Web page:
In recent years, the mysterious geometric symbol of the philosophers’ stone, with its combination of circles, triangles and a perfect square has become a popular one — appearing in pop-culture designs, artworks and even as a trendy tattoo choice.
But where did this symbol come from? And what does it mean?
Before it was a symbol, it was a thing: The philosophers’ stone, also sometimes known as the “sorcerer’s stone”, was a legendary material described as having great power.
Forged with the arcane art of alchemy, the stone was believed to combine the four classical elements of Earth, Air, Fire and Water into a single magical element.
The Philosophers’ Stone Symbol
The geometric symbol for the philosophers’ stone symbol is actually a combination of the written symbols for the four classical elements: Earth, Air, Fire and Water.
Ancient alchemists believed that if the four classical elements could somehow be fused into a single material, the resulting “stone” would bestow otherworldly properties and immense power.
NOTE: For many people, their first encounter with the term “philosophers’ stone” was through J.K. Rowling’s Harry Potter books. Rowling may have borrowed the term, but the concept is thousands of years older than Harry Potter.
The History of the Philosophers’ Stone
In some historical traditions, the stone was said to have the power to transform base metals into gold. In other traditions, the stone was said to have far greater powers: being able to extend life, grant immortality, or transform the bearer into any form he or she desired.
Throughout history, the stone made appearances in multiple cultures — as alchemists struggled to produce the fabled material.
It all started in ancient Egypt:
In ancient Egypt, the high priests were said to possess a substance known as khem (sometimes spelled khame). This mysterious substance was said to have properties unlike anything on Earth, and could transform materials into different states of matter and into different elements.
The stone was also said to grant immortality and grant transformative powers over life itself.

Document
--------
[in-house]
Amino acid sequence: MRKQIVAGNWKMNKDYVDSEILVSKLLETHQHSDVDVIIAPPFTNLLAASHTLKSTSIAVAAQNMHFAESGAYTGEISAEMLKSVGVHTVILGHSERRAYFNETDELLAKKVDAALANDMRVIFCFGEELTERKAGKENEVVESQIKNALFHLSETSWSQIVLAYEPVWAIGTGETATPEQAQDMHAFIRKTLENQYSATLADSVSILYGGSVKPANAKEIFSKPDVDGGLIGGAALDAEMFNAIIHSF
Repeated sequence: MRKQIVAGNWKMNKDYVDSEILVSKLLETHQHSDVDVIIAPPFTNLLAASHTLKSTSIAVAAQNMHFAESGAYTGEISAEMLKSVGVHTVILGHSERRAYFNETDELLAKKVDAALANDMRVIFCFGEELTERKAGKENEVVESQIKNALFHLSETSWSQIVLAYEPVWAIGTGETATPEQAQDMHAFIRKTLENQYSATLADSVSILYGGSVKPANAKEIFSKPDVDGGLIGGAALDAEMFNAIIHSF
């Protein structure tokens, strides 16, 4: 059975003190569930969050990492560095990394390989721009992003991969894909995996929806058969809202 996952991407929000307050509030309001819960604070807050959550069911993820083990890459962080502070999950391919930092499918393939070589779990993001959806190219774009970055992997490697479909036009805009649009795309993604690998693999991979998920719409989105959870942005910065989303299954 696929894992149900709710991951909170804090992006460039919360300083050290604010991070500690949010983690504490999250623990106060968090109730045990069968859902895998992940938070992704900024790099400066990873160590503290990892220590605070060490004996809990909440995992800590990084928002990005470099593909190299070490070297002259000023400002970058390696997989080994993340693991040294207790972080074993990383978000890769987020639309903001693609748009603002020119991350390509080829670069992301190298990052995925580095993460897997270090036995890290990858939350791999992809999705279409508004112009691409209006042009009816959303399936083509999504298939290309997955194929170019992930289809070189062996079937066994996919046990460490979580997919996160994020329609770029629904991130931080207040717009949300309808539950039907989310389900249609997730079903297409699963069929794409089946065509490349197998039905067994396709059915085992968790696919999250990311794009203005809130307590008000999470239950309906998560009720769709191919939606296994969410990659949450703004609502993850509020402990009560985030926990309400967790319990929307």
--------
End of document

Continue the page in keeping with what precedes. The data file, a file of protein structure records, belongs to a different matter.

It is believed that khem is the earliest reference we have to the legendary philosophers’ stone.
In ancient Greece, the legendary stone was seen in a more materialistic light, having usefulness only for the transformation of base metals into gold. Known to the Greeks as chrysopoeia (which literally means “transforming to gold”), it is believed that their legendary substance was one and the same as the ancient Egyptian concept of khem.
During the Islamic golden age, the practice of alchemy was widespread. It is said that ancient Arabic culture received the knowledge of alchemy from Egyptian scrolls, and kept the knowledge alive as a practice known as “al-kīmiyā“. It was via Islamic written and oral tradition that the concept of a mythical transformative substance is thought to have passed from the Egyptians to the alchemists of the European middle ages.
NOTE: It should be noted that the term “alchemy” in the English language is borrowed from the ancient Arabic word “al-kimiya”. This shared etymology illustrates the direct continuation of alchemic practices from to the Arabic world to medieval Europe.
The ancient Chinese had a similar concept to the philosophers’ stone known as Pànăn. Pànăn was said to be a mythical substance which granted powers of energy-generation and immortality. Somewhat unlike the Western concept, the ancient Chinese believed the stone had been formed from a combination of elements and extremely rare herbs.
Medieval, Renaissance and Enlightenment Europe
As Europe rose from the Dark Ages, the torch of alchemy was passed from the ancient world to a series of European occultists and scientists. Early researchers from Heinrich Cornelius Agrippa to the great Isaac Newton continued to explore the art of alchemy and search for mystical ways to transform mundane materials into rare and precious ones.
If it ever existed, the stone was lost
While the Ancient Egyptians spoke of the actual existence of khem, their mysterious substance which reportedly posessed otherworldly properties, it’s clear that later schools of alchemy struggled unsuccessfully to conjure up anything close to what the Egyptians had described.
While the practice of alchemy was successful in creating thousands of important chemical compounds which we continue to make use of today, the formula for khem, or the mystical philosophers’ stone, was lost to history.
The Philosophers’ Stone in Tarot Lore
In Tarot lore, the stone is said to appear in the Chariot card. The classic Rider-Waite-Smith illustration of the Chariot literally shows a rider fused with a giant block of the arcane material. In Tarot, the Chariot symbolizes transmutation.
It’s also notable that the Chariot is one of only 3 cards in the Rider-Waite deck which features alchemy symbols.
Today, the philosophers’ stone is seen as more of a symbolic concept than anything else. We use the mysterious geometric symbol to reference the mystical forces of transmutation and change. The stone is an impossible, otherworldly substance which we may dream of, but can never attain.